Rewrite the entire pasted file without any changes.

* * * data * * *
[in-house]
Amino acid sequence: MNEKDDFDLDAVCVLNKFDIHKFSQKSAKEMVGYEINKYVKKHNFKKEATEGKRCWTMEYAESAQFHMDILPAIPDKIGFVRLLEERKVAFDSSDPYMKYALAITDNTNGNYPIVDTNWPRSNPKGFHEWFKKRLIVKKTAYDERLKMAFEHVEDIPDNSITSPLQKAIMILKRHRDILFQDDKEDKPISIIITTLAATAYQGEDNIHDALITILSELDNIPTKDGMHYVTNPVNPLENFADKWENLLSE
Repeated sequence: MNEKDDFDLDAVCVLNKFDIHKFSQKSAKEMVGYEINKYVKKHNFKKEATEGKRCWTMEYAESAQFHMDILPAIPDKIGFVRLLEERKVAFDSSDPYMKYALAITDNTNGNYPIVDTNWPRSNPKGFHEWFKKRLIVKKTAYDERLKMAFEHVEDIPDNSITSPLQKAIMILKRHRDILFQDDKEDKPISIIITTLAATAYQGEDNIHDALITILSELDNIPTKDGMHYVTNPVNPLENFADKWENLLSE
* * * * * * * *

[in-house]
Amino acid sequence: MNEKDDFDLDAVCVLNKFDIHKFSQKSAKEMVGYEINKYVKKHNFKKEATEGKRCWTMEYAESAQFHMDILPAIPDKIGFVRLLEERKVAFDSSDPYMKYALAITDNTNGNYPIVDTNWPRSNPKGFHEWFKKRLIVKKTAYDERLKMAFEHVEDIPDNSITSPLQKAIMILKRHRDILFQDDKEDKPISIIITTLAATAYQGEDNIHDALITILSELDNIPTKDGMHYVTNPVNPLENFADKWENLLSE
Repeated sequence: MNEKDDFDLDAVCVLNKFDIHKFSQKSAKEMVGYEINKYVKKHNFKKEATEGKRCWTMEYAESAQFHMDILPAIPDKIGFVRLLEERKVAFDSSDPYMKYALAITDNTNGNYPIVDTNWPRSNPKGFHEWFKKRLIVKKTAYDERLKMAFEHVEDIPDNSITSPLQKAIMILKRHRDILFQDDKEDKPISIIITTLAATAYQGEDNIHDALITILSELDNIPTKDGMHYVTNPVNPLENFADKWENLLSE